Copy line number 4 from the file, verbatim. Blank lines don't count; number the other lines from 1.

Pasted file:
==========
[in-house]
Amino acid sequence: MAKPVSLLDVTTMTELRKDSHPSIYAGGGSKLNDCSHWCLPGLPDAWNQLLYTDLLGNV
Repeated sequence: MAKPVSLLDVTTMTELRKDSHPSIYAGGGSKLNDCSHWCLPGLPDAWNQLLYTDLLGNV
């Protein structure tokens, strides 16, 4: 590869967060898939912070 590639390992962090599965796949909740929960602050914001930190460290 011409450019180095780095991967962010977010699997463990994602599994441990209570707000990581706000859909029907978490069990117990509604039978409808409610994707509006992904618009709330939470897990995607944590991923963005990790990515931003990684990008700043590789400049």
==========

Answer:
């Protein structure tokens, strides 16, 4: 590869967060898939912070 590639390992962090599965796949909740929960602050914001930190460290 011409450019180095780095991967962010977010699997463990994602599994441990209570707000990581706000859909029907978490069990117990509604039978409808409610994707509006992904618009709330939470897990995607944590991923963005990790990515931003990684990008700043590789400049």